Body History

The Black Rock Desert is best known as a desolate stretch that the pioneers traveled along the Lassen/Applegate trail in from 1846 through the 1860’s.  There are places where the trail is still visible and most of the area remains unchanged since the time of the pioneers.  The pioneers left the main trail at Rye Patch Reservoir on the Humbodlt River and continued through the desert to Mud Meadows/Soldier Meadows Basin. Most of the trip was made without water and feed for the animals.

 The travelers found their first good water and grass at Black Rock where there is a hot springs surrounded by about 20 acres of meadow. The emigrants were understandably relieved to reach Mud Meadows, and find water and grass for the animals. From there they went on to Fly Canyon down a wagon slide, and on through the High Rock Canyon to California.

All of these sites are within driving distance from Soldier Meadows Ranch.  You can enjoy the modern comforts and good food provided by the ranch while getting a taste of the trials that faced the pioneers.

“George N. Jastjith(?) July the 16th 1862 from WIS”

 In 1844 Captain John C. Fremont stayed at Soldier Meadows and enjoyed the hot springs and meadows.  In 1865 Camp McGarry was established at the current location of the ranch.  It was a U.S. Army winter camp established with the mission to protect pioneers and freight trains from Indian attack.  By then there were regular freight wagon trains traveling from the Sacramento Valley to Silver City, Idaho.  There was a silver discovery in Idaho and supplies were sent from Chico and other California towns.  Protection was needed along this stretch of the trail so the Army established a Fort near Summit Lake (now the Summit Lake Indian Reservation).  In the winter, they moved the Fort south to Soldier Meadows because it was quite a bit warmer with the lower elevation and warm water from the nearby hot springs.  Several of the stone buildings and stables remain standing from the U.S. Army camp.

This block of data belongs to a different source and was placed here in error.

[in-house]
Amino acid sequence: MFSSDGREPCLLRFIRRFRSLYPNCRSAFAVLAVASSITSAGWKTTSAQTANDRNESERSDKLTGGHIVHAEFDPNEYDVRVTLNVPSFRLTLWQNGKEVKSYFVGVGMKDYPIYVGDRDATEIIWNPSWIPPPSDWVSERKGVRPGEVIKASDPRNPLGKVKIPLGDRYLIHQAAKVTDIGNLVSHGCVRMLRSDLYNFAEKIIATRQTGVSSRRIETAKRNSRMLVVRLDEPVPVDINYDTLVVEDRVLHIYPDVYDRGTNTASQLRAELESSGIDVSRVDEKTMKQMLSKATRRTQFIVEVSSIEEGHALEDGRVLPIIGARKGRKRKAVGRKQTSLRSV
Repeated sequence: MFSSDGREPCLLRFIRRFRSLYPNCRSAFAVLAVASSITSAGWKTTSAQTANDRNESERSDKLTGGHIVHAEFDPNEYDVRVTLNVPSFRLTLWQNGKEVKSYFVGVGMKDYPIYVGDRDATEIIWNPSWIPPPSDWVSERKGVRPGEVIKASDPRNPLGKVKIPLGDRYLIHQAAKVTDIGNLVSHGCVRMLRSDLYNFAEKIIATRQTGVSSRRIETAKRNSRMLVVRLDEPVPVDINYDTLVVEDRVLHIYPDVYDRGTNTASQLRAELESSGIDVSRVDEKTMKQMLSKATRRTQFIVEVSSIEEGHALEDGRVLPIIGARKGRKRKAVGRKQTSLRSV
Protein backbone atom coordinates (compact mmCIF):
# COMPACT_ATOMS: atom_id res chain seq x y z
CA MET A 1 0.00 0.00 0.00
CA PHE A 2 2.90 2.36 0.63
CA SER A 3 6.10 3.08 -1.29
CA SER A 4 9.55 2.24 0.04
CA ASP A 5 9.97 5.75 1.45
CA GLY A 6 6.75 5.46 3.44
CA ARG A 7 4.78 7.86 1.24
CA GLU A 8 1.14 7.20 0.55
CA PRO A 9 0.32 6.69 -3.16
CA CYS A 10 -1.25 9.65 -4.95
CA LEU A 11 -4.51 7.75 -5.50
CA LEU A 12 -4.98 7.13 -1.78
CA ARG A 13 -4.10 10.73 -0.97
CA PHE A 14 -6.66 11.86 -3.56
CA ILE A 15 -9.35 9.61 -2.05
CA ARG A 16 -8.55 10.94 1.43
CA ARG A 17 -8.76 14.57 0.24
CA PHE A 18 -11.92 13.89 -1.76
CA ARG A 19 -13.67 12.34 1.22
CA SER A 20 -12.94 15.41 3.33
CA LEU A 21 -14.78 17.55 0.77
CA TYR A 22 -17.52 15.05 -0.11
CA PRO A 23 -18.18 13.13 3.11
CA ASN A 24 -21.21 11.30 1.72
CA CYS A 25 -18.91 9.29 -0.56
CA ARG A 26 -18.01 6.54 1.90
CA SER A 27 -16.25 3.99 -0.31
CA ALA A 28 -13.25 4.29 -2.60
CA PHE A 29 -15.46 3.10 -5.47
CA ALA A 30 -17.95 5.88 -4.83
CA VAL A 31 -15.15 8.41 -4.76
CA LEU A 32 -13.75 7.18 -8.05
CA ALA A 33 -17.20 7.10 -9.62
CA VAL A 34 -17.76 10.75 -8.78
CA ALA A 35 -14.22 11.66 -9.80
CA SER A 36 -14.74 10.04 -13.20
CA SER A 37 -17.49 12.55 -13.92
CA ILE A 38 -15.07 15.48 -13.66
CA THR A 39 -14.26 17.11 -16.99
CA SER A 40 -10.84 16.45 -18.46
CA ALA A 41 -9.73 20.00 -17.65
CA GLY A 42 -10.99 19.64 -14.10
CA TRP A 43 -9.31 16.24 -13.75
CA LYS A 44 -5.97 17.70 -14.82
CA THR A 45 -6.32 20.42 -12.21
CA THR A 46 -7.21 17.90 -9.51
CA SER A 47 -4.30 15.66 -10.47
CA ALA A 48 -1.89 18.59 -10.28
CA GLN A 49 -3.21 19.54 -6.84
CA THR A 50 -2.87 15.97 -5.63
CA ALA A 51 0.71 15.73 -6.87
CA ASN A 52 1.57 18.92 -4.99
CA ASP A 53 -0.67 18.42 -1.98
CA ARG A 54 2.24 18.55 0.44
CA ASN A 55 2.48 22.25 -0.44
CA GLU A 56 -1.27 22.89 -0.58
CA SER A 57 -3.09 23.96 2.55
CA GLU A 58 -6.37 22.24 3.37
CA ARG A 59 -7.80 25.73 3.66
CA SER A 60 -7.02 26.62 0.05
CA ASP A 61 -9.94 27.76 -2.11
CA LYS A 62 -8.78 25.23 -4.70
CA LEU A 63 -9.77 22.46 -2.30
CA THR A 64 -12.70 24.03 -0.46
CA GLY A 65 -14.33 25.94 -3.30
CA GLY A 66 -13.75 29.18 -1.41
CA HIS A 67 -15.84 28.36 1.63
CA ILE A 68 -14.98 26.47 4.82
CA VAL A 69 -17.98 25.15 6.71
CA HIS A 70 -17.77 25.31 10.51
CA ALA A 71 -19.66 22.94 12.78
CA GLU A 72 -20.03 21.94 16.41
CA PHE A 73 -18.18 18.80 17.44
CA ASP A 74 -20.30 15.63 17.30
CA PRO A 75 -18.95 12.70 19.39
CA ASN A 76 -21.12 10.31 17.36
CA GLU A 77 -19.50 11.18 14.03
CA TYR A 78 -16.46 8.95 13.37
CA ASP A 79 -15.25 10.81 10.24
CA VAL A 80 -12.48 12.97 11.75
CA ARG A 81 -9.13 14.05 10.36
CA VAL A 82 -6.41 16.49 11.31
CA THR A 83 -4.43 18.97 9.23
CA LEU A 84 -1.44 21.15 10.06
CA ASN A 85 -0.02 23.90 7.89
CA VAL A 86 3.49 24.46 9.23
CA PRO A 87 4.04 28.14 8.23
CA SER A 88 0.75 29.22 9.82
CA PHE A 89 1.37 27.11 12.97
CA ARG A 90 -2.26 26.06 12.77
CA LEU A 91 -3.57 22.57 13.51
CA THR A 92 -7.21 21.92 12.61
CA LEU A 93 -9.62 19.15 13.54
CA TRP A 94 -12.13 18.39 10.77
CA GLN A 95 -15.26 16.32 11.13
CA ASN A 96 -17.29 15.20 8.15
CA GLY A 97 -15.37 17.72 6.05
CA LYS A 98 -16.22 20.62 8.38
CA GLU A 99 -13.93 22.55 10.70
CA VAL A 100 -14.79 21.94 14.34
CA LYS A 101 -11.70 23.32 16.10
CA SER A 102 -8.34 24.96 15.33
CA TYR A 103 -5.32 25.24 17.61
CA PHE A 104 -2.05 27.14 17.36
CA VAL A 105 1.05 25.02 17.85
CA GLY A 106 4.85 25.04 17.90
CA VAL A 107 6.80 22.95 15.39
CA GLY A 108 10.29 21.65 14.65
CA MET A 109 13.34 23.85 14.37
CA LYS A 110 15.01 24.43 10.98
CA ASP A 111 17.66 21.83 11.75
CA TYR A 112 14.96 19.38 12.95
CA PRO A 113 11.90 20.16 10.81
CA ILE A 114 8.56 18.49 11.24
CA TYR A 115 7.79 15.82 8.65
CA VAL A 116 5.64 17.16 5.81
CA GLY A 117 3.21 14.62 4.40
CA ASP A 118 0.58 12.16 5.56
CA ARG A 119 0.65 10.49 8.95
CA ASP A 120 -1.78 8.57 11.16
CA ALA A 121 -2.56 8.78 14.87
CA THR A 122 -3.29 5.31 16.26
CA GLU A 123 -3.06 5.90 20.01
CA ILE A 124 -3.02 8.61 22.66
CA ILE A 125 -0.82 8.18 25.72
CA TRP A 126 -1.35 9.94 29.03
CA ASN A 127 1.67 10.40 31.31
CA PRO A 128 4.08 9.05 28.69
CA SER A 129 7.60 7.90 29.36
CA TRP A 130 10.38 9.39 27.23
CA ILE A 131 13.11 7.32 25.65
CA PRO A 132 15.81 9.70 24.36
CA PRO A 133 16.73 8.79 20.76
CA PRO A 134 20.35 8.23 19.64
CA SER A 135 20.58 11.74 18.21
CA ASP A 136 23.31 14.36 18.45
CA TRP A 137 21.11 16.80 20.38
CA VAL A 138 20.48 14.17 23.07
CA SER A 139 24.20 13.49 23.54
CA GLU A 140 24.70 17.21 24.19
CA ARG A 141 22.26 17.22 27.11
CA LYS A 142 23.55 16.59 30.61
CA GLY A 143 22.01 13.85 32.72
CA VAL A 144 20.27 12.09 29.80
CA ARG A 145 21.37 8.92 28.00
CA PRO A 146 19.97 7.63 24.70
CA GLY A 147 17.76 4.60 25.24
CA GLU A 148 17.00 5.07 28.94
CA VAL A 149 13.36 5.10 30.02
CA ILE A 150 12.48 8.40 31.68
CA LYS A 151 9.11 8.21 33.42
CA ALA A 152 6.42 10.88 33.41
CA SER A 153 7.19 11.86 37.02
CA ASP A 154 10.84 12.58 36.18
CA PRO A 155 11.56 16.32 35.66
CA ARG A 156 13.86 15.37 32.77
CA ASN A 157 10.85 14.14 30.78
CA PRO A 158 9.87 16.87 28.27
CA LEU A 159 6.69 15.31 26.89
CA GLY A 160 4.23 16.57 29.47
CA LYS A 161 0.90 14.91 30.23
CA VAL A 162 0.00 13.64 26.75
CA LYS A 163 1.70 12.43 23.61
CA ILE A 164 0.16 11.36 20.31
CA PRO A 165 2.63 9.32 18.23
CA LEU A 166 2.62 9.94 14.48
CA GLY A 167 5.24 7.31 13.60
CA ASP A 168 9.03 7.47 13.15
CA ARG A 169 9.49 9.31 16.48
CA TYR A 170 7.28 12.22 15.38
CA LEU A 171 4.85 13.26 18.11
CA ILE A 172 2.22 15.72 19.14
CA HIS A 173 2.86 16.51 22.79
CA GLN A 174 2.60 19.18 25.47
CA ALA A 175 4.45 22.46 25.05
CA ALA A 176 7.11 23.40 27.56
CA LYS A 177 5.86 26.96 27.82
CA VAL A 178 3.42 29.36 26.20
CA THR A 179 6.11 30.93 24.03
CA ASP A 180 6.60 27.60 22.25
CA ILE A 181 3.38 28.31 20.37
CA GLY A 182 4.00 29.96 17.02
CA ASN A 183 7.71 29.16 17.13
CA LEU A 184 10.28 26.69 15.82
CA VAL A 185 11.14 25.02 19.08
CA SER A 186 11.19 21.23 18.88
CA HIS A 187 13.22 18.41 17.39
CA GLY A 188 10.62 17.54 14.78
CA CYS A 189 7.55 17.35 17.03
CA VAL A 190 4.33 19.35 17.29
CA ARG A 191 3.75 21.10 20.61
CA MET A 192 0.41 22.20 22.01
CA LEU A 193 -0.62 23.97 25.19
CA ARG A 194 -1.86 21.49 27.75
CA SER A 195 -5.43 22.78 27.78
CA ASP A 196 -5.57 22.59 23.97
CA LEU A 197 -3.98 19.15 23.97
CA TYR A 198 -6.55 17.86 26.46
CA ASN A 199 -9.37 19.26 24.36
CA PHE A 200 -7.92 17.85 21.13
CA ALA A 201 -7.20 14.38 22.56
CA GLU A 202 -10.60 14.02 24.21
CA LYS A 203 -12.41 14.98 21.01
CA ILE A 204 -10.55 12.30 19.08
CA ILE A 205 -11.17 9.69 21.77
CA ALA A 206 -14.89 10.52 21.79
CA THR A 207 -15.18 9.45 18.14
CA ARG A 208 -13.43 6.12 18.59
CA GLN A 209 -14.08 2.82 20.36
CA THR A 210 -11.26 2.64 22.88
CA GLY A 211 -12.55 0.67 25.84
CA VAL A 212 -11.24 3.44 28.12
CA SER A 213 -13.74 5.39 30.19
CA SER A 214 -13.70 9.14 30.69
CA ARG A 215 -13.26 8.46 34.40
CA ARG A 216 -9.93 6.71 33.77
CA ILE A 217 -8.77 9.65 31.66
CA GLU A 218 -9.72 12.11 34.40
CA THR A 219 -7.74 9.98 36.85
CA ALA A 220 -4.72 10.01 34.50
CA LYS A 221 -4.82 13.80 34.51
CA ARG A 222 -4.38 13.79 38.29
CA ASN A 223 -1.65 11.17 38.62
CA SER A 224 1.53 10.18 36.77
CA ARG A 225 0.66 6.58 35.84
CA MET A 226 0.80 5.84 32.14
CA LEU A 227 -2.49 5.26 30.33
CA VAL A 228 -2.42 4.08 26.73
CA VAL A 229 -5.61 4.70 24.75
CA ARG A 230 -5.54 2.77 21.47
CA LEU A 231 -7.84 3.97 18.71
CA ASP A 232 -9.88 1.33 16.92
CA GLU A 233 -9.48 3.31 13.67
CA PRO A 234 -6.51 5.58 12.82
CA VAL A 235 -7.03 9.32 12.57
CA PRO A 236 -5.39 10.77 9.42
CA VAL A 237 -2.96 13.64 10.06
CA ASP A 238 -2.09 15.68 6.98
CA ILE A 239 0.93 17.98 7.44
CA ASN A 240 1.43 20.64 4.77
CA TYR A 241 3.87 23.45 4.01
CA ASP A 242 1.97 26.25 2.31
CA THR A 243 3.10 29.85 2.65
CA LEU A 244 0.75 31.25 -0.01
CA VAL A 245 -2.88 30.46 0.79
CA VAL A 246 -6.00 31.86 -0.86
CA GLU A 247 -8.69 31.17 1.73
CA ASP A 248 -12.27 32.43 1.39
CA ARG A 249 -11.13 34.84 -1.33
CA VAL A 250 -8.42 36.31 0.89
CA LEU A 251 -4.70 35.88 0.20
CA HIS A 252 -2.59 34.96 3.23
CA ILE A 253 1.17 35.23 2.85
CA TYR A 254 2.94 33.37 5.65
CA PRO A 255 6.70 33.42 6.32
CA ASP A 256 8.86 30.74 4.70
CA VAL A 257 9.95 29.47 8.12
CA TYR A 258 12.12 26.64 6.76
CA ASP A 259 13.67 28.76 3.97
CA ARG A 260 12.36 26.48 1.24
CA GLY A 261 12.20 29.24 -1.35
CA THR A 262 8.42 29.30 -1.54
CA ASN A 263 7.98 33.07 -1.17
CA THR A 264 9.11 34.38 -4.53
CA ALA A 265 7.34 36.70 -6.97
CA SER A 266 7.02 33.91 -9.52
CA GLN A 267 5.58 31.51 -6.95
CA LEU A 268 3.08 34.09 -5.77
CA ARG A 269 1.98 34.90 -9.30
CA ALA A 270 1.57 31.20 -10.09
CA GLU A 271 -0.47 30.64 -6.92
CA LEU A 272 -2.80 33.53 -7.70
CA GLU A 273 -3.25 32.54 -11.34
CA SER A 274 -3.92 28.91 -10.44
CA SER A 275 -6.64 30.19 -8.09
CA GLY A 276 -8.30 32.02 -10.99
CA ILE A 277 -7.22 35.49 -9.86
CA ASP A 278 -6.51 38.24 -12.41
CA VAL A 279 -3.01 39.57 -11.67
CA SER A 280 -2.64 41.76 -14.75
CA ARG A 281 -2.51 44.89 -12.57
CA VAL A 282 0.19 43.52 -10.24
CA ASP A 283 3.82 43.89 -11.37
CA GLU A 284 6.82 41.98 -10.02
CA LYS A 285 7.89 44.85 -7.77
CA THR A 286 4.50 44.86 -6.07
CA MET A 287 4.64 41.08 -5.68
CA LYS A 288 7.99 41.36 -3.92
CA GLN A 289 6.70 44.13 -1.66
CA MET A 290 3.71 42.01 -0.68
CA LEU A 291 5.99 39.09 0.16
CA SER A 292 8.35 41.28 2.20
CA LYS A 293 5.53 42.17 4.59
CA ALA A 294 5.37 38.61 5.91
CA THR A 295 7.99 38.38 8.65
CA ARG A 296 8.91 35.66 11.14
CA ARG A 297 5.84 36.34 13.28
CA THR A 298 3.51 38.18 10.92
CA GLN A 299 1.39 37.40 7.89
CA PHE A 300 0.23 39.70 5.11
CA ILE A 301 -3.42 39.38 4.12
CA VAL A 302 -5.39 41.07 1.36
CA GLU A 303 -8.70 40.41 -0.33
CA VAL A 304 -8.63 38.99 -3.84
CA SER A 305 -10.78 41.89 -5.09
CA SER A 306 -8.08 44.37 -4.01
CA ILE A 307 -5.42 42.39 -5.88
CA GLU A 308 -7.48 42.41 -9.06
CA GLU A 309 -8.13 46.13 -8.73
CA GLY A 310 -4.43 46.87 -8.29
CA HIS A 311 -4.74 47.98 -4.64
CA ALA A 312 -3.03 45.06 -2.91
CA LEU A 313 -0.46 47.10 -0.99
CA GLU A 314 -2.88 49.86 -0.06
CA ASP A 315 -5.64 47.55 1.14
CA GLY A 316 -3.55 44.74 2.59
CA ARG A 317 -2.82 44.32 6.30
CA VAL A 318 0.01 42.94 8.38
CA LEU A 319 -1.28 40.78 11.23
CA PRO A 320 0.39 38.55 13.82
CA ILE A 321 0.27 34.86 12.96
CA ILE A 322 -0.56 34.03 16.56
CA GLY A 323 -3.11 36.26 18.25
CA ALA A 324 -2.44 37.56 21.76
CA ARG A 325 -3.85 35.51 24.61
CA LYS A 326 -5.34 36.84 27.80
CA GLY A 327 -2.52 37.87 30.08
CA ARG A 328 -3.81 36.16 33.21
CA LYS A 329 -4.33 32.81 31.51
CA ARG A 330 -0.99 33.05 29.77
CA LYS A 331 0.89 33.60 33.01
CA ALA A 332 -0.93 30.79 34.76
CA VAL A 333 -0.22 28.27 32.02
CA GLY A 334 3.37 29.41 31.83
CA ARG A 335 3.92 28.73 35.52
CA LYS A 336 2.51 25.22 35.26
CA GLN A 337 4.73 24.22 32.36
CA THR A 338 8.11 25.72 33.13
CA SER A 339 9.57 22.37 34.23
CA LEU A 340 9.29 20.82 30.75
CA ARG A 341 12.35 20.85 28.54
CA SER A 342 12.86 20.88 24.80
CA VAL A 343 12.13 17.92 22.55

After the army abandoned Camp McGarry, it’s history is unclear.  In the 1870’s Nevada school lands at Soldier Meadows sold to individuals to raise money for the state.  It was then that ranching began in the area.  Cattle barons Henry Miller and Charles Lux began to put the ranch together in the late 1800’s from many small owners and ran it as Pacific Livestock Company until 1928.  Later owners continued to run both cattle and sheep for many years.  The Estill Family currently raises cattle on the land and is hoping that grazing and ranching will remain a colorful part of this area’s future as well as it’s history.